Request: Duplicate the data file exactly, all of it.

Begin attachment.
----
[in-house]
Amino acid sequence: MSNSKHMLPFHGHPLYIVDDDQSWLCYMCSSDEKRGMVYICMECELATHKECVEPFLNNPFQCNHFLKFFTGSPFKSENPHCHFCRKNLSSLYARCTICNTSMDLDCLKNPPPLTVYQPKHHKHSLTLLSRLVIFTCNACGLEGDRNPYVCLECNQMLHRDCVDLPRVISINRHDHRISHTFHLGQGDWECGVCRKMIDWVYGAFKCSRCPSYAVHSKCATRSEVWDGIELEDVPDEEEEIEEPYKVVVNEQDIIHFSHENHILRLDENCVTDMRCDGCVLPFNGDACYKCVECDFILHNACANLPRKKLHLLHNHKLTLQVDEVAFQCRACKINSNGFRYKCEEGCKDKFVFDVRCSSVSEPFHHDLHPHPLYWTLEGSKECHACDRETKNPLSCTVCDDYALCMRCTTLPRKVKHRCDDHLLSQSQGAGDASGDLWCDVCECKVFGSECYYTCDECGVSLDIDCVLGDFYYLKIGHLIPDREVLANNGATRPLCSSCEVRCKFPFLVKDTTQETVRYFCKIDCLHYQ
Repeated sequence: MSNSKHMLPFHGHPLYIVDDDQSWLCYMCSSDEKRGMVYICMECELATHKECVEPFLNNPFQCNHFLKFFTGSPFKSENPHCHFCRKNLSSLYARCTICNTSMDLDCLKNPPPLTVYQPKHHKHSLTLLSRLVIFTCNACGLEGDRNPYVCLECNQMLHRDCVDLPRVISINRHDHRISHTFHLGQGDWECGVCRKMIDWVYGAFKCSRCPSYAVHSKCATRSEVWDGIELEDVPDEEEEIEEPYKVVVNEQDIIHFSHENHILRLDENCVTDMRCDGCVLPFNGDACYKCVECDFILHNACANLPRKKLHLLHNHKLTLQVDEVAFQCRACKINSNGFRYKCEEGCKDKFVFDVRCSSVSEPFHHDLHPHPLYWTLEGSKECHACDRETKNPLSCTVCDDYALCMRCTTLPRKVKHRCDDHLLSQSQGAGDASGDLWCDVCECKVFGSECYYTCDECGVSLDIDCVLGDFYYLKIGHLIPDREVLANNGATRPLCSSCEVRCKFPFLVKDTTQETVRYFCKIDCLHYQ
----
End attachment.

[in-house]
Amino acid sequence: MSNSKHMLPFHGHPLYIVDDDQSWLCYMCSSDEKRGMVYICMECELATHKECVEPFLNNPFQCNHFLKFFTGSPFKSENPHCHFCRKNLSSLYARCTICNTSMDLDCLKNPPPLTVYQPKHHKHSLTLLSRLVIFTCNACGLEGDRNPYVCLECNQMLHRDCVDLPRVISINRHDHRISHTFHLGQGDWECGVCRKMIDWVYGAFKCSRCPSYAVHSKCATRSEVWDGIELEDVPDEEEEIEEPYKVVVNEQDIIHFSHENHILRLDENCVTDMRCDGCVLPFNGDACYKCVECDFILHNACANLPRKKLHLLHNHKLTLQVDEVAFQCRACKINSNGFRYKCEEGCKDKFVFDVRCSSVSEPFHHDLHPHPLYWTLEGSKECHACDRETKNPLSCTVCDDYALCMRCTTLPRKVKHRCDDHLLSQSQGAGDASGDLWCDVCECKVFGSECYYTCDECGVSLDIDCVLGDFYYLKIGHLIPDREVLANNGATRPLCSSCEVRCKFPFLVKDTTQETVRYFCKIDCLHYQ
Repeated sequence: MSNSKHMLPFHGHPLYIVDDDQSWLCYMCSSDEKRGMVYICMECELATHKECVEPFLNNPFQCNHFLKFFTGSPFKSENPHCHFCRKNLSSLYARCTICNTSMDLDCLKNPPPLTVYQPKHHKHSLTLLSRLVIFTCNACGLEGDRNPYVCLECNQMLHRDCVDLPRVISINRHDHRISHTFHLGQGDWECGVCRKMIDWVYGAFKCSRCPSYAVHSKCATRSEVWDGIELEDVPDEEEEIEEPYKVVVNEQDIIHFSHENHILRLDENCVTDMRCDGCVLPFNGDACYKCVECDFILHNACANLPRKKLHLLHNHKLTLQVDEVAFQCRACKINSNGFRYKCEEGCKDKFVFDVRCSSVSEPFHHDLHPHPLYWTLEGSKECHACDRETKNPLSCTVCDDYALCMRCTTLPRKVKHRCDDHLLSQSQGAGDASGDLWCDVCECKVFGSECYYTCDECGVSLDIDCVLGDFYYLKIGHLIPDREVLANNGATRPLCSSCEVRCKFPFLVKDTTQETVRYFCKIDCLHYQ